Liked by 1 person

  3. I’m a great believer in letting kids get mucky. The sensory experiences are worth their weight in gold. Yes it does appear to build up your immune system too. This has to be a good thing. And if anyone dares to mention any dirt or dust in my house I show them the door…to my cleaning materials cupboard and tell them to get on with it!

    Liked by 1 person

    1. Now there’s a tactic I never thought of…
      in the days when I had all the girls around from my ‘mature student’ B Ed course (and their kids) I deemed it a compliment when one said that they felt ‘comfortable’ in our place. The month before thr group had been to another student’s home, where she’d been worried her kids might get fingerprints on the pristine surfaces


  4. My house is not sparkling clean and it is only relatively tidy (as long as that relative is a long way off and has forgotten her glasses). But my grand-daughter likes visiting us because she says ‘your house is tidy, grandma’. I don’t think my grandchildren will ever suffer from allergies on that basis.

    Liked by 1 person

  5. I have friends whose kids have dust allergies and they shield them from it, though I personally think there is a need to adapt an adjust for the body to find its “zone”. Singapore is dusty as there is always so much re-development around us. I adjusted but on days if it gets really bad then I use the nasal sprays and continue to live as I have bigger ailments to overcome 😉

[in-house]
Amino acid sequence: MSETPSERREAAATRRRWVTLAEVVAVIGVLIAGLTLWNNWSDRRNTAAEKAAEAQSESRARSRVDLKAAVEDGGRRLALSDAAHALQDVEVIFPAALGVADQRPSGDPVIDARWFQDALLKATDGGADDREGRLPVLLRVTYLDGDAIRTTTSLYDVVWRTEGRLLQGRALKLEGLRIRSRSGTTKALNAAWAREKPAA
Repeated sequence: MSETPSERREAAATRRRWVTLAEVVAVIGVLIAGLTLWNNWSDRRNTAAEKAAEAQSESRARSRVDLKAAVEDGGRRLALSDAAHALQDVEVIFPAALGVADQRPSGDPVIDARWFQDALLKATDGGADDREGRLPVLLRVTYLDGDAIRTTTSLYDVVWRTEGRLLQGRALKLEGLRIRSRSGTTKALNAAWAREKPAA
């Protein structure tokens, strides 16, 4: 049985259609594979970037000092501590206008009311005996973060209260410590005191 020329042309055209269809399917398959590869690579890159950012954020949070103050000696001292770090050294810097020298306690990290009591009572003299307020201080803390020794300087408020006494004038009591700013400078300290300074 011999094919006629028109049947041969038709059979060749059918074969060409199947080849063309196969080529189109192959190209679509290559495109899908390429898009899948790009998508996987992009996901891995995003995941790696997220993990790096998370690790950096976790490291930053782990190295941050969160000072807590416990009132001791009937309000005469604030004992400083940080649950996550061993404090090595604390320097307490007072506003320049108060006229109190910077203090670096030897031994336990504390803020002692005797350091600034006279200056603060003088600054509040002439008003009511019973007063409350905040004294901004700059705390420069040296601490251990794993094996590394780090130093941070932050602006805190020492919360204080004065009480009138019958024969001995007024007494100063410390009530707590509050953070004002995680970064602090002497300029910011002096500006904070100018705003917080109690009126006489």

Liked by 1 person

    1. We live in the middle of fields and something gets to us in the growing season, although I never suffered from hay fever in my life before. I think that’s a difficult one because the pollen or whatever isn’t around all the time to adjust to. whe we go down to stay beside Epping Forest, something there has been getting to me this year, although symptoms are different (eg. itchy eyes rather than runny nose). I guess as I get older my defences are more likely to pack up, especially when there are other health issues to contend with. As you say, gotta keep on trucking…


        1. My symptoms aren’t as bad as my husband’s. The anti-histamines I used to give our last dog for his itchy skin do seem to help hubby’s streaming nose.


    1. I tend not to be wearing my specs in the bathroom first thing in the morning. It comes as a shock sometimes when I go up there later in the day, bespectacled, and see what I missed earlier.

      Liked by 1 person

        1. No. I was told at my last eye test that there are the beginnings of a cataract forming, so that’s something I’ll no doubt have to look forward to someday. (The thought of seeing things coming towards my eyes fills me with dread… 😦 )

          Liked by 1 person

  6. No, I never took LSD but my experiences inhaling other people’s pot fumes and having two epidurals in labour which did nothing to help suggest that I’m not all that amenable to drugs. But I DID overdose on that gas and air when I found a contraction coming. For half a minute of so I was completely out of it, up in some Victorian bar-room reminiscent of the musical Oliver!